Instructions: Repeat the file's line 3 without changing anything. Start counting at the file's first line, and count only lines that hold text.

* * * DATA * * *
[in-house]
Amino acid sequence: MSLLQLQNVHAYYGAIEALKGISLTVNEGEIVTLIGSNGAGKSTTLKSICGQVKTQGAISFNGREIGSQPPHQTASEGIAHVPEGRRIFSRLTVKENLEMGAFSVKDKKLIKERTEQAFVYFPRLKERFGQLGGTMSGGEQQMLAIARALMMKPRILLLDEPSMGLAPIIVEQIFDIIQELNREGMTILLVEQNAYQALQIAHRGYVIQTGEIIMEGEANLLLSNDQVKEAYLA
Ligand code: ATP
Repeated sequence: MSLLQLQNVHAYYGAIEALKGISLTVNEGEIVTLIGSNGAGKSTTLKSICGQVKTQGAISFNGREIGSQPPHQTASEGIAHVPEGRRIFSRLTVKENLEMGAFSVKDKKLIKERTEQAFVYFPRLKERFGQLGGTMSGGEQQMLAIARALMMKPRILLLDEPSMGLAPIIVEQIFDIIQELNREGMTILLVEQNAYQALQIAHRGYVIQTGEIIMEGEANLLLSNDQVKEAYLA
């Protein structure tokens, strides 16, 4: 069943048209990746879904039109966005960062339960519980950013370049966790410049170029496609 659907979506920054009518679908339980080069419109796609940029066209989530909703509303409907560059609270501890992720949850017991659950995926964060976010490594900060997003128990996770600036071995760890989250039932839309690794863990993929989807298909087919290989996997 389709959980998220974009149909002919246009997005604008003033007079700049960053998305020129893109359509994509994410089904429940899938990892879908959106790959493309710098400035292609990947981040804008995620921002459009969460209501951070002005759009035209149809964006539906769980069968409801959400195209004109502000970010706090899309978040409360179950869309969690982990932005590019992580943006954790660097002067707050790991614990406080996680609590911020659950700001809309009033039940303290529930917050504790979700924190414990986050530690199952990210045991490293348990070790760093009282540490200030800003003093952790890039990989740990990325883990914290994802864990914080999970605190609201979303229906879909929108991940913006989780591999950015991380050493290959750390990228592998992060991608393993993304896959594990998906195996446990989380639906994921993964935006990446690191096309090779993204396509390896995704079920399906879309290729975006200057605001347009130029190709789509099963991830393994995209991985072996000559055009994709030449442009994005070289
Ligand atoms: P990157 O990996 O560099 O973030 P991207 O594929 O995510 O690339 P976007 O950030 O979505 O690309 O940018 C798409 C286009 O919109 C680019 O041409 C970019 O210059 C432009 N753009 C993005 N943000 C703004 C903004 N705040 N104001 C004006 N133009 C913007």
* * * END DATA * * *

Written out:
Ligand code: ATP